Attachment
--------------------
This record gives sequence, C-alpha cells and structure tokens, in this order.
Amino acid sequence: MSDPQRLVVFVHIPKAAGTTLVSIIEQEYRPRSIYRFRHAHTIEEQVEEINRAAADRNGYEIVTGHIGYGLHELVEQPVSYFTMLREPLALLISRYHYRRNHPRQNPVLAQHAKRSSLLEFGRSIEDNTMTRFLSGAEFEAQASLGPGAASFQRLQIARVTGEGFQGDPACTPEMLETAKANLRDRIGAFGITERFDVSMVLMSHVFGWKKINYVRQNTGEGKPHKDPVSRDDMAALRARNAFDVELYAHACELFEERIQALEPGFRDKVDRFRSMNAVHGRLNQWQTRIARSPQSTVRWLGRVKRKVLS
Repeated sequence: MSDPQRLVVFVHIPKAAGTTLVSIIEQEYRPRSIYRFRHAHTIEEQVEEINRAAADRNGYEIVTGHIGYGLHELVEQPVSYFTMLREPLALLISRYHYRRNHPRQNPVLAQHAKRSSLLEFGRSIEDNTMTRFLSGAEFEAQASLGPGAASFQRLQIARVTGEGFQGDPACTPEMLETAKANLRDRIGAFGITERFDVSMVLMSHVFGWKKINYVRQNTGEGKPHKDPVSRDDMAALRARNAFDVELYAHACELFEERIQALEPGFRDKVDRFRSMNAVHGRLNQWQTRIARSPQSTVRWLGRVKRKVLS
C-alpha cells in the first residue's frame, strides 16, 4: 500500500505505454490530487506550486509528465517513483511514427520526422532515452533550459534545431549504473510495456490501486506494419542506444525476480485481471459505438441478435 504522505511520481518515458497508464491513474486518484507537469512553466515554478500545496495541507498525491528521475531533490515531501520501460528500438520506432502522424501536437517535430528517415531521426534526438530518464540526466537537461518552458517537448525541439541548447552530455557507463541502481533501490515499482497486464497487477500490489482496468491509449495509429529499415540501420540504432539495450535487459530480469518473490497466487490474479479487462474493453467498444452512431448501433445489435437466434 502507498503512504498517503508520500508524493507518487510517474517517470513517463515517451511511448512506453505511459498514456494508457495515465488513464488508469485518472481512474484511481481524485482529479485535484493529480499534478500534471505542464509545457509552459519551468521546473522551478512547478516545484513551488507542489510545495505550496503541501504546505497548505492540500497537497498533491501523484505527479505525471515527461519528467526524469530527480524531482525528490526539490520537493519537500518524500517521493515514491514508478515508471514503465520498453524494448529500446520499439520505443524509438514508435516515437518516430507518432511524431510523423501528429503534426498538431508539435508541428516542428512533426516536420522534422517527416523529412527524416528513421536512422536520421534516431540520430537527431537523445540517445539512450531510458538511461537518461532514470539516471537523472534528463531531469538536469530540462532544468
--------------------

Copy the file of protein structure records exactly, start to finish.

This record gives sequence, C-alpha cells and structure tokens, in this order.
Amino acid sequence: MSDPQRLVVFVHIPKAAGTTLVSIIEQEYRPRSIYRFRHAHTIEEQVEEINRAAADRNGYEIVTGHIGYGLHELVEQPVSYFTMLREPLALLISRYHYRRNHPRQNPVLAQHAKRSSLLEFGRSIEDNTMTRFLSGAEFEAQASLGPGAASFQRLQIARVTGEGFQGDPACTPEMLETAKANLRDRIGAFGITERFDVSMVLMSHVFGWKKINYVRQNTGEGKPHKDPVSRDDMAALRARNAFDVELYAHACELFEERIQALEPGFRDKVDRFRSMNAVHGRLNQWQTRIARSPQSTVRWLGRVKRKVLS
Repeated sequence: MSDPQRLVVFVHIPKAAGTTLVSIIEQEYRPRSIYRFRHAHTIEEQVEEINRAAADRNGYEIVTGHIGYGLHELVEQPVSYFTMLREPLALLISRYHYRRNHPRQNPVLAQHAKRSSLLEFGRSIEDNTMTRFLSGAEFEAQASLGPGAASFQRLQIARVTGEGFQGDPACTPEMLETAKANLRDRIGAFGITERFDVSMVLMSHVFGWKKINYVRQNTGEGKPHKDPVSRDDMAALRARNAFDVELYAHACELFEERIQALEPGFRDKVDRFRSMNAVHGRLNQWQTRIARSPQSTVRWLGRVKRKVLS
C-alpha cells in the first residue's frame, strides 16, 4: 500500500505505454490530487506550486509528465517513483511514427520526422532515452533550459534545431549504473510495456490501486506494419542506444525476480485481471459505438441478435 504522505511520481518515458497508464491513474486518484507537469512553466515554478500545496495541507498525491528521475531533490515531501520501460528500438520506432502522424501536437517535430528517415531521426534526438530518464540526466537537461518552458517537448525541439541548447552530455557507463541502481533501490515499482497486464497487477500490489482496468491509449495509429529499415540501420540504432539495450535487459530480469518473490497466487490474479479487462474493453467498444452512431448501433445489435437466434 502507498503512504498517503508520500508524493507518487510517474517517470513517463515517451511511448512506453505511459498514456494508457495515465488513464488508469485518472481512474484511481481524485482529479485535484493529480499534478500534471505542464509545457509552459519551468521546473522551478512547478516545484513551488507542489510545495505550496503541501504546505497548505492540500497537497498533491501523484505527479505525471515527461519528467526524469530527480524531482525528490526539490520537493519537500518524500517521493515514491514508478515508471514503465520498453524494448529500446520499439520505443524509438514508435516515437518516430507518432511524431510523423501528429503534426498538431508539435508541428516542428512533426516536420522534422517527416523529412527524416528513421536512422536520421534516431540520430537527431537523445540517445539512450531510458538511461537518461532514470539516471537523472534528463531531469538536469530540462532544468